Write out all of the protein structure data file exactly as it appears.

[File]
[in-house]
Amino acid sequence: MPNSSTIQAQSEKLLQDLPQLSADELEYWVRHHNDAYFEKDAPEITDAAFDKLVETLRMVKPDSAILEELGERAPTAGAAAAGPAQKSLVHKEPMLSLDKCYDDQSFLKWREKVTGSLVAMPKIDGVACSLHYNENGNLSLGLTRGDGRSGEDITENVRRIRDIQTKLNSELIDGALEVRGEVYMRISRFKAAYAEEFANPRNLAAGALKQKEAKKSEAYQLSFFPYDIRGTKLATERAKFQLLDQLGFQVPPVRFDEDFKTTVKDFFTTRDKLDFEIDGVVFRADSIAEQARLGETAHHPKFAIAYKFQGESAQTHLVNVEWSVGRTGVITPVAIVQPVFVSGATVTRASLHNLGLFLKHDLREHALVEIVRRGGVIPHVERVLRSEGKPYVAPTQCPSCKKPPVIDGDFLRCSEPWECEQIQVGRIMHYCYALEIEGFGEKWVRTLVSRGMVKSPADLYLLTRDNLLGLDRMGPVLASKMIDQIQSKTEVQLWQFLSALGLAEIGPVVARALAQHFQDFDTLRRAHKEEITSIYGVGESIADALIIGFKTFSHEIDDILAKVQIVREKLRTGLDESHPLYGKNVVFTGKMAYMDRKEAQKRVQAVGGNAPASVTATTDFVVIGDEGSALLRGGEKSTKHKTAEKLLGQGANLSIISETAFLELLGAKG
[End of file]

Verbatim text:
[in-house]
Amino acid sequence: MPNSSTIQAQSEKLLQDLPQLSADELEYWVRHHNDAYFEKDAPEITDAAFDKLVETLRMVKPDSAILEELGERAPTAGAAAAGPAQKSLVHKEPMLSLDKCYDDQSFLKWREKVTGSLVAMPKIDGVACSLHYNENGNLSLGLTRGDGRSGEDITENVRRIRDIQTKLNSELIDGALEVRGEVYMRISRFKAAYAEEFANPRNLAAGALKQKEAKKSEAYQLSFFPYDIRGTKLATERAKFQLLDQLGFQVPPVRFDEDFKTTVKDFFTTRDKLDFEIDGVVFRADSIAEQARLGETAHHPKFAIAYKFQGESAQTHLVNVEWSVGRTGVITPVAIVQPVFVSGATVTRASLHNLGLFLKHDLREHALVEIVRRGGVIPHVERVLRSEGKPYVAPTQCPSCKKPPVIDGDFLRCSEPWECEQIQVGRIMHYCYALEIEGFGEKWVRTLVSRGMVKSPADLYLLTRDNLLGLDRMGPVLASKMIDQIQSKTEVQLWQFLSALGLAEIGPVVARALAQHFQDFDTLRRAHKEEITSIYGVGESIADALIIGFKTFSHEIDDILAKVQIVREKLRTGLDESHPLYGKNVVFTGKMAYMDRKEAQKRVQAVGGNAPASVTATTDFVVIGDEGSALLRGGEKSTKHKTAEKLLGQGANLSIISETAFLELLGAKG